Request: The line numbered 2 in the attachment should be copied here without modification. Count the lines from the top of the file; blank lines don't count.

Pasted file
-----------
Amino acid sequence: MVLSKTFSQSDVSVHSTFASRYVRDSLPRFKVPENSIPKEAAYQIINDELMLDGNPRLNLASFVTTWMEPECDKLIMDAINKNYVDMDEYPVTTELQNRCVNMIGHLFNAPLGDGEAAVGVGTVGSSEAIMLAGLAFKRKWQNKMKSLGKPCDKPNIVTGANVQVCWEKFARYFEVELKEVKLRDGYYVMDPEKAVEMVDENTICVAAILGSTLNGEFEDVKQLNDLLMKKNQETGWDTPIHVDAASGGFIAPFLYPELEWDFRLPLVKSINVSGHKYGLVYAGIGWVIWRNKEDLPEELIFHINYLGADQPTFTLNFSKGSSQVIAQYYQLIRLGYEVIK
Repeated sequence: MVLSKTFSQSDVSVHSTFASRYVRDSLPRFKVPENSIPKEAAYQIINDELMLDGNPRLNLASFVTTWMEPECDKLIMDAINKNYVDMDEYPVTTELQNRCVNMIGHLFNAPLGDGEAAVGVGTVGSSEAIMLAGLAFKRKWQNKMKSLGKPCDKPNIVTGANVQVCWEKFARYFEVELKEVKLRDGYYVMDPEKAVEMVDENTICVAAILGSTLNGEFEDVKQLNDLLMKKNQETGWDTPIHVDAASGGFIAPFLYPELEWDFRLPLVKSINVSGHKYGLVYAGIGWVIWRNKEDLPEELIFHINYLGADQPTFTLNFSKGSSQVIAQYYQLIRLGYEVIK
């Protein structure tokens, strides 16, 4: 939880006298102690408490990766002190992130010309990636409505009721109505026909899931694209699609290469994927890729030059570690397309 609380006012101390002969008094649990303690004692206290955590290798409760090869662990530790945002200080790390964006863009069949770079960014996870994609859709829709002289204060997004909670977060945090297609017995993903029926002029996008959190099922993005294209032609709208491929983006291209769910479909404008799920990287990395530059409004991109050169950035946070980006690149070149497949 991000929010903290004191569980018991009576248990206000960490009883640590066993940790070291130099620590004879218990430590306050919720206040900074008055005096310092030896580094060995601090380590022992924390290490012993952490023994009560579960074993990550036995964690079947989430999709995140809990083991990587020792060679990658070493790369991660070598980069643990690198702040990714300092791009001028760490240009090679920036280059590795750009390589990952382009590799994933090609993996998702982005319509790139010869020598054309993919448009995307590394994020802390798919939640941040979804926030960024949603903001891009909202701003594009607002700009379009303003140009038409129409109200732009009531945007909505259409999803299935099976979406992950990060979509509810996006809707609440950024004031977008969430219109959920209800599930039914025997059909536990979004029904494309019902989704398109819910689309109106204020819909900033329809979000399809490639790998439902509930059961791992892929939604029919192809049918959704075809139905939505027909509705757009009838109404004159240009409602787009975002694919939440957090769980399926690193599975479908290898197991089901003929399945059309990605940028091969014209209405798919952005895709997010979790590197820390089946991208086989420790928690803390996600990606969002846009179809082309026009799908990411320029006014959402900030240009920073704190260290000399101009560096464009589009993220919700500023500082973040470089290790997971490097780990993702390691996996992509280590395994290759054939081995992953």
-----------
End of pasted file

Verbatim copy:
Repeated sequence: MVLSKTFSQSDVSVHSTFASRYVRDSLPRFKVPENSIPKEAAYQIINDELMLDGNPRLNLASFVTTWMEPECDKLIMDAINKNYVDMDEYPVTTELQNRCVNMIGHLFNAPLGDGEAAVGVGTVGSSEAIMLAGLAFKRKWQNKMKSLGKPCDKPNIVTGANVQVCWEKFARYFEVELKEVKLRDGYYVMDPEKAVEMVDENTICVAAILGSTLNGEFEDVKQLNDLLMKKNQETGWDTPIHVDAASGGFIAPFLYPELEWDFRLPLVKSINVSGHKYGLVYAGIGWVIWRNKEDLPEELIFHINYLGADQPTFTLNFSKGSSQVIAQYYQLIRLGYEVIK